"We are entering an era in which we know nothing much, where we have a brand-new set of rules...One of these new rules, in my opinion, is that there will be in the very near future nothing like business as usual. In my opinion, nothing is usual from now on for any of the countries involved. And the lower you are in the pile, the worse it is going to get."
Bakhtiari believes that the world is at Peak Oil, producing about as much conventional oil on a daily basis as will ever be produced, now about 84 million barrels per day. From here on, the oil markets of the world will be dealing with the ongoing effects of oil field depletion and irreversible production decline. By 2025, Bakhtiari expects that the world's daily production of conventional oil will fall to a level between 50-55 million barrels of oil per day. Bakhtiari counsels that the world's governments, industries, and people accept the fact and begin to prepare. There is no time to lose. ...
Minimize travel of all sorts to economize use of oil-derived fuels, because it is going to happen in any case. Reduce all types of consumption and just plain get leaner and be ready for even bigger cuts. This is as close to where you live as revising home lighting and heating systems, and also includes reducing the size and number of automobiles as soon as possible.
Here's a jpg of chemistry teacher Mr Agerter who
warned our chemisty class about peak oil in 1956. And headmaster Goldsmith and
math teacher Mr Bailey.
They sure look young!
One of our classmates deserves special recognition.
Classmate Abbott reported he found Fisher's name on the wall.
Our class of 1956 is the middle of about no gas  and possibly peak oil [December 16, 2005?] may have some messages worth listening to? Probably not. Us guys really helped to burn-up petroleum while pursing essential non-gas-wasting projects ... like the shattuck/st mary's 50th class reunion.
Saturday June 10, 2006, Shumway Hall stairs, Faribault, MN.
FACT: from left to right; bottom to top.
Terhune was identified in the class of 1956 the mostly likely to succeed.
Terhune's sister corinne was a classmate at whitman college.
Chuck enumerated his sister's life history since whitman in one sentence. As expected.
Saturday June 10, 2006.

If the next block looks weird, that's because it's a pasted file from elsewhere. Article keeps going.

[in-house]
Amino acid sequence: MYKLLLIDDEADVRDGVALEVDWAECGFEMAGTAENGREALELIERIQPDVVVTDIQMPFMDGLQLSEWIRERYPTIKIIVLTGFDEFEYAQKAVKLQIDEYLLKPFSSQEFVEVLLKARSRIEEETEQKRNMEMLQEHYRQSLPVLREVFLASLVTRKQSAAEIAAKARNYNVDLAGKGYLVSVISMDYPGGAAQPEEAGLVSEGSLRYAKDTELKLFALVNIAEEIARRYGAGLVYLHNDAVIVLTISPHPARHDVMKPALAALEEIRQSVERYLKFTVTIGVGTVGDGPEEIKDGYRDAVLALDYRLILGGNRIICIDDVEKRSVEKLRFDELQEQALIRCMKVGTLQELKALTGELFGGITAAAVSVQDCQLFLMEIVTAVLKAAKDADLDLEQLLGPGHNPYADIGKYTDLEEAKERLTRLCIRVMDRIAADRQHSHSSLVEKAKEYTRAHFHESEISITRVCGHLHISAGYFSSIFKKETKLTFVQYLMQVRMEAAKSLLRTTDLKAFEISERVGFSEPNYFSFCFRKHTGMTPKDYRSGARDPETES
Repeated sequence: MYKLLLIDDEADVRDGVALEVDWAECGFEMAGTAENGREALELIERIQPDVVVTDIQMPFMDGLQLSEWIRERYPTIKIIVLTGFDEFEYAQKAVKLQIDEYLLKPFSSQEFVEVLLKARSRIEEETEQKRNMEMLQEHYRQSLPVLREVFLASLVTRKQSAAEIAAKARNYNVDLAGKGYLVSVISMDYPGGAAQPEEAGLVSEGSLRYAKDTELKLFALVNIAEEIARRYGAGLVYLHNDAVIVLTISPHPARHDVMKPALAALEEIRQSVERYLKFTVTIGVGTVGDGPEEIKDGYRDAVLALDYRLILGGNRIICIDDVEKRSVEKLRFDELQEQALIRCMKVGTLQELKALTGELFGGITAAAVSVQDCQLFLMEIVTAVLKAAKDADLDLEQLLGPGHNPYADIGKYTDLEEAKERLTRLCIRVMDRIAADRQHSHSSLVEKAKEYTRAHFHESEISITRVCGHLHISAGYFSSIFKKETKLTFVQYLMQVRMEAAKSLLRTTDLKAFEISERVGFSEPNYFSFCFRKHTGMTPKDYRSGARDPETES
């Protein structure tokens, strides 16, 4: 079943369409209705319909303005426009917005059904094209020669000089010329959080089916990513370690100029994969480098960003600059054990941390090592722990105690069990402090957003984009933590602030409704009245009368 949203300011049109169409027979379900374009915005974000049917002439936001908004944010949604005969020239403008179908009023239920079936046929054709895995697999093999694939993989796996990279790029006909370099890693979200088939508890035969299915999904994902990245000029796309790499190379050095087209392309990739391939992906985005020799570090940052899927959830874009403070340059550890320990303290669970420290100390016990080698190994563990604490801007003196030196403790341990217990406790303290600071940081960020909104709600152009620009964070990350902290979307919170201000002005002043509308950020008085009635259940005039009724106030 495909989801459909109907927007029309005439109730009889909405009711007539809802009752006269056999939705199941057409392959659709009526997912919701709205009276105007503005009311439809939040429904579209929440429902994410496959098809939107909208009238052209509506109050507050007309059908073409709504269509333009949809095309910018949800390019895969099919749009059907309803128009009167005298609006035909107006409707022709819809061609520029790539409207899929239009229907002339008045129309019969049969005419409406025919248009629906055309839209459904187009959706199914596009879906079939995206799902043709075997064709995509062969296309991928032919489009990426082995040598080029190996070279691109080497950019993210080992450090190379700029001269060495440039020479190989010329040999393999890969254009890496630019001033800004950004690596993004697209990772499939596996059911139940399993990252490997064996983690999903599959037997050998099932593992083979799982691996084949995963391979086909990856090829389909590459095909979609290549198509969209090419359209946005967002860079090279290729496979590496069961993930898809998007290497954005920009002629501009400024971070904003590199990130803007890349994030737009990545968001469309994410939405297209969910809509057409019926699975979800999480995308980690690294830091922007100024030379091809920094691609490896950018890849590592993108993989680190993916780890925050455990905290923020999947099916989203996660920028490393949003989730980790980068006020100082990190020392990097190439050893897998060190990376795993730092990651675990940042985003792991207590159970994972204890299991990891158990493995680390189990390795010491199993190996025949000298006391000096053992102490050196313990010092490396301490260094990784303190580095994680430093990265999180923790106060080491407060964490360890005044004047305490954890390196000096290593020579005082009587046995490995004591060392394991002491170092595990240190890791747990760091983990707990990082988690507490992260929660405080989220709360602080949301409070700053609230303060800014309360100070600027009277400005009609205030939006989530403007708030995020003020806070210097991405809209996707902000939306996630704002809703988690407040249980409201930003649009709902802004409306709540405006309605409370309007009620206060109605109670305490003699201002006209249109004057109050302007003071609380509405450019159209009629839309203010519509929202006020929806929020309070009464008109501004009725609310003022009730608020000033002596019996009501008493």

Class of 2006 may not have a 50th reunion. If Al Gore is right, of course.
Or even afford or be able to drive to Faribault to celebrate their 10th.
The interstate system was authorized by the Federal-Aid Highway Act of 1956, popularly known as the National Interstate and Defense Highways Act of 1956. It had been lobbied for by major U.S. automobile manufacturers and championed by President Dwight D. Eisenhower, who was influenced by both his experiences as a young soldier crossing the country in 1919 following the route of the Lincoln Highway and his appreciation of the German autobahn network.
A Crude Awakening
Brunch Sunday June 11, 2006
1956 class drill in armory.
Official class photo on stairs in Shumway hall before dinner - but after bar opened.
Staring at a really-bad portrait of headmaster goldsmith.
My impression after talking to some members of the classs of 1956 is that:
How life beat-up on 1956 class members.
Most noticable it left members senior citizens.
Lot's of hearing aids, white and grey hair seen.
Class members are generally a bit more rotund.
patty and bill with john and sally hunner on friday evening in northfield, mn.
John was senior year roommate.
Pre-50th party in Minneapolis on June 8, 2006.
Patty and Bill arrived in the early afternoon. Rather than sit in the hotel we drove near the Mall of America and took light rail system to downtown Minneapolis
We walked the downtown area, visited Marshall Field deparment store, then departed.
2274 x 1704 pixel jpgs are reszed to 800 x600.
Jim Abbott and several others were taking digitial photos. We'll try to get these posted ... for those of the class of 1956 who elected not to be depresed by seening our classmates transformed into senior citizens and to hear the horror stories of deaths, divorces, failed plans, .. and other unpleasantnesses.